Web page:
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4 Types of Language Learners Who Struggle the Most: Avoid These Mistakes


by Olivia Ryan

olivia ryan

Learning a new language is not an easy challenge. Sure; you may learn a few words or even sentences in a foreign language within a day. If you want to become fluent in a language, however, we’re talking about a whole other level of effort.
Unfortunately, many people start with great enthusiasm only to give up after a short period of time. They will use an app on their phone for a week, they will learn few phrases in French, and then they will start ignoring the notifications. At one point or another, they will delete the app because they need more space in their phone.

language learners
Why does this happen? It’s mostly because we’re making mistakes in the learning process. Sometimes the entire approach to language learning is wrong. There are 4 particular types of learners with a faulty approach. Let’s discuss those issues, so you’ll know how to fix them if you recognize them in your own practice.

1) The “I Don’t Care about Grammar” Learner

Too many people fall into this trap. If, for example, you intend to move to France, you assume you’ll simply learn the language when you get immersed. You’ll be listening to people talking French all the time. You’ll have no other choice but to learn the conversational language, so why bother with grammar?
If you recognized yourself in that scenario, you’re making a mistake.
You’re not going to become fluent in a language just by spending few months in a foreign country. Grammar is an inseparable aspect of language learning. If you don’t know your grammar, you won’t go beyond the phase of forming silly sentences.
Yes; immersion is important and useful. However, it has to be part of a methodical approach to language learning, which involves grammar, writing, listening, and speaking. 

2) The “I Don’t Know Enough” Learner

Many language learners are afraid to practice. They lack self-confidence and they avoid situations that require them to speak the foreign language. They just keep learning and learning, but they don’t engage in online communities and they have a hard time speaking up. Some people even feel their heart rate racing if they have to speak up.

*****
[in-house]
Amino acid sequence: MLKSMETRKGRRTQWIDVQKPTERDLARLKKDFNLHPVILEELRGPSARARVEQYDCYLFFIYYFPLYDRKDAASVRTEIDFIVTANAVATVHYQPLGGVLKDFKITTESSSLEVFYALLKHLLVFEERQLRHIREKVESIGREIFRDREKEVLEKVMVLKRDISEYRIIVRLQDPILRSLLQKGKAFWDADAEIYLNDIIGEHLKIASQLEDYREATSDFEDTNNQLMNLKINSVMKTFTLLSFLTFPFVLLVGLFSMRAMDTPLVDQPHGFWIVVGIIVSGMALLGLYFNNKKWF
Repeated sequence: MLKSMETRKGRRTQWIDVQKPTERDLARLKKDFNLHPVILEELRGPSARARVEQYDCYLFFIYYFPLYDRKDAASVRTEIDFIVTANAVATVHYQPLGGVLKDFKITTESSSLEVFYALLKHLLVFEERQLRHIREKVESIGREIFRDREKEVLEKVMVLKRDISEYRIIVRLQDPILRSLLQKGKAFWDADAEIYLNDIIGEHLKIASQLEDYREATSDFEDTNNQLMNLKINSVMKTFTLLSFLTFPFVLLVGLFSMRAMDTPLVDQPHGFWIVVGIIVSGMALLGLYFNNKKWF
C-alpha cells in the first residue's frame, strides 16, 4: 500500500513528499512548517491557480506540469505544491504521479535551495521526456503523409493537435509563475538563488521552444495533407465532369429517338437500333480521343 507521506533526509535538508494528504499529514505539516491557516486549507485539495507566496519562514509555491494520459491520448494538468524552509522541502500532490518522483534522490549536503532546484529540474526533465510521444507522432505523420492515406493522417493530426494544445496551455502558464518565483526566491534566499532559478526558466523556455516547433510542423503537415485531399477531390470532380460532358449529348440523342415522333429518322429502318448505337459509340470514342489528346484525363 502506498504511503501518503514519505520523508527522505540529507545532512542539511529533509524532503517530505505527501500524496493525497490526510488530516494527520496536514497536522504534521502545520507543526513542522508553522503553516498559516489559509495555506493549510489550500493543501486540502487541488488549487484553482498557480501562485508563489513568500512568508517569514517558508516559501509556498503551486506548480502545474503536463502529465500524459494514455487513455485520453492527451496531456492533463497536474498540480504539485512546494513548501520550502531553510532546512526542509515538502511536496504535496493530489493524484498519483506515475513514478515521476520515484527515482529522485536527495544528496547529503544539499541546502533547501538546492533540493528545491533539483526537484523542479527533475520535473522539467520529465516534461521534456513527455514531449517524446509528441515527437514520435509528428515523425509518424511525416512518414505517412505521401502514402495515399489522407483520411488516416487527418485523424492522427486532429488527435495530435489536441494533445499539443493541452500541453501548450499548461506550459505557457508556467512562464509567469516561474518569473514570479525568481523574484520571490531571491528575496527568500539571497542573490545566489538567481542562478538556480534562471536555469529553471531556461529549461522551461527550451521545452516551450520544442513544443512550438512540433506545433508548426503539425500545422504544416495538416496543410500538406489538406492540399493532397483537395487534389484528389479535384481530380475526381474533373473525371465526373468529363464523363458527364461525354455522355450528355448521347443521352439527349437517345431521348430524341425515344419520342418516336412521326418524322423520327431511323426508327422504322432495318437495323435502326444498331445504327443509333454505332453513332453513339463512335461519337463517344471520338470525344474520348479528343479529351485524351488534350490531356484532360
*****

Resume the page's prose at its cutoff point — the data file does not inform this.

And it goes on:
This is a huge mistake.
If you recognized yourself in this type of learner, you have to work on that self-confidence. We know it’s hard. But hey; no one is asking you to engage in public speaking or negotiate business deals in a foreign language. Just start talking to people!
Search for Facebook groups of people engaged in learning this language and share your knowledge. Make some contacts on social media and speak up! Book a trip to the country of your choice and get immersed!
There’s only one way to overcome the fear of speaking up: push through it.

3) The “Who Cares about Culture?” Learner

Let’s say you need to learn Italian because you’re about to start making business connections in Italy. When you have such a specific intention, you’re likely to make a serious mistake: having a narrow approach to language learning. You’ll be solely interested to learn how to communicate with a precise goal to mind. You’ll be missing out on the culture.
This is wrong because the language is not a one-dimensional thing. It’s not only consisted of words. It has its own culture.
When you start trying and recognizing traditional foods, attending local celebrations, and understanding the subtle body language signs, then you can say you’re learning the language in its real meaning. 

4) The “I’ll Take the Lesson Tomorrow” Learner

This is the most common type of a language learner. They may be talented. They may start well. However, they will start procrastinating somewhere along the process of learning. Instead of taking the scheduled lesson, they will just assume they can double their efforts tomorrow. Tomorrow, they will do the same thing, and they will keep procrastinating for all tomorrows to come.
Maybe you really don’t have time, so that’s your excuse. But be serious: you can still find some time to practice the language, even if it’s just for 20 minutes per day. You can do it before you go to bed.
There is only one way to fix this mistake: recognize it and stop making excuses. Just learn and practice. Every day. When you turn language learning into a habit, you’ll no longer see it as a burden. How can you turn it into a habit? Just repeat the activity every day for an extended period of time.

What type of language learner are you? If you’re one of those who have a flawed approach to the process, it’s time to change something about your style. Everyone can learn a foreign language!                                                                                                                                                  

About author: Olivia’s biggest passion is writing. That is why she is a journalist by profession and explorer by her convictions. She does different types of writing for assignment service  as well as different independent journalistic researches. You can find her on Facebook and Twitter.